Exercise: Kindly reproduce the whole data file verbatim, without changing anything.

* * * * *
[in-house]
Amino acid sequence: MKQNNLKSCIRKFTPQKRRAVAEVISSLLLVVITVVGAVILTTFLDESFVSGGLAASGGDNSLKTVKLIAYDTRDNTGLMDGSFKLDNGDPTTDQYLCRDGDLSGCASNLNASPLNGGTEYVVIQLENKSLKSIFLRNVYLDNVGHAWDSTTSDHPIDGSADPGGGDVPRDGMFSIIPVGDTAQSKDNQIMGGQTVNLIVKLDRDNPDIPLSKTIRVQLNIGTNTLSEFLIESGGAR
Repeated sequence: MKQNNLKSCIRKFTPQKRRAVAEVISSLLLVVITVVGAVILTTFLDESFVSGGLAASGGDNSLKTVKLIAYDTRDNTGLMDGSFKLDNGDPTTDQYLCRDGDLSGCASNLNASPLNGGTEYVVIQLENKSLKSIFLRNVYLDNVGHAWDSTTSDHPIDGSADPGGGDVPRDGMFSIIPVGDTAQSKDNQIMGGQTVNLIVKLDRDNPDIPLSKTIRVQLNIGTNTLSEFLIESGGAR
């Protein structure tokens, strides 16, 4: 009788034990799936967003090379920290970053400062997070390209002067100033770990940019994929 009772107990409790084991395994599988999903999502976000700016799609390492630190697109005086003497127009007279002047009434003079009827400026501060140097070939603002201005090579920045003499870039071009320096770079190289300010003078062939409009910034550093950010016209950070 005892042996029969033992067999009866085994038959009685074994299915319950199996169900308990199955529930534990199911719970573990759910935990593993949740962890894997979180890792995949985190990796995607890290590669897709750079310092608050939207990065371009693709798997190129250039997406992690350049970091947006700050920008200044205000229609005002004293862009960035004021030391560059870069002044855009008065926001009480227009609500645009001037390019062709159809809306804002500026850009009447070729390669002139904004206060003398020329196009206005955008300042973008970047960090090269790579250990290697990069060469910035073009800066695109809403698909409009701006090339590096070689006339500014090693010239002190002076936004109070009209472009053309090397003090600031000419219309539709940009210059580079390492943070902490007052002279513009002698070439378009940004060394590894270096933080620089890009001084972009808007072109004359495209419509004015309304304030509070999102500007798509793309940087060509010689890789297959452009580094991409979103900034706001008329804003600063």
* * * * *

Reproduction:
[in-house]
Amino acid sequence: MKQNNLKSCIRKFTPQKRRAVAEVISSLLLVVITVVGAVILTTFLDESFVSGGLAASGGDNSLKTVKLIAYDTRDNTGLMDGSFKLDNGDPTTDQYLCRDGDLSGCASNLNASPLNGGTEYVVIQLENKSLKSIFLRNVYLDNVGHAWDSTTSDHPIDGSADPGGGDVPRDGMFSIIPVGDTAQSKDNQIMGGQTVNLIVKLDRDNPDIPLSKTIRVQLNIGTNTLSEFLIESGGAR
Repeated sequence: MKQNNLKSCIRKFTPQKRRAVAEVISSLLLVVITVVGAVILTTFLDESFVSGGLAASGGDNSLKTVKLIAYDTRDNTGLMDGSFKLDNGDPTTDQYLCRDGDLSGCASNLNASPLNGGTEYVVIQLENKSLKSIFLRNVYLDNVGHAWDSTTSDHPIDGSADPGGGDVPRDGMFSIIPVGDTAQSKDNQIMGGQTVNLIVKLDRDNPDIPLSKTIRVQLNIGTNTLSEFLIESGGAR
């Protein structure tokens, strides 16, 4: 009788034990799936967003090379920290970053400062997070390209002067100033770990940019994929 009772107990409790084991395994599988999903999502976000700016799609390492630190697109005086003497127009007279002047009434003079009827400026501060140097070939603002201005090579920045003499870039071009320096770079190289300010003078062939409009910034550093950010016209950070 005892042996029969033992067999009866085994038959009685074994299915319950199996169900308990199955529930534990199911719970573990759910935990593993949740962890894997979180890792995949985190990796995607890290590669897709750079310092608050939207990065371009693709798997190129250039997406992690350049970091947006700050920008200044205000229609005002004293862009960035004021030391560059870069002044855009008065926001009480227009609500645009001037390019062709159809809306804002500026850009009447070729390669002139904004206060003398020329196009206005955008300042973008970047960090090269790579250990290697990069060469910035073009800066695109809403698909409009701006090339590096070689006339500014090693010239002190002076936004109070009209472009053309090397003090600031000419219309539709940009210059580079390492943070902490007052002279513009002698070439378009940004060394590894270096933080620089890009001084972009808007072109004359495209419509004015309304304030509070999102500007798509793309940087060509010689890789297959452009580094991409979103900034706001008329804003600063």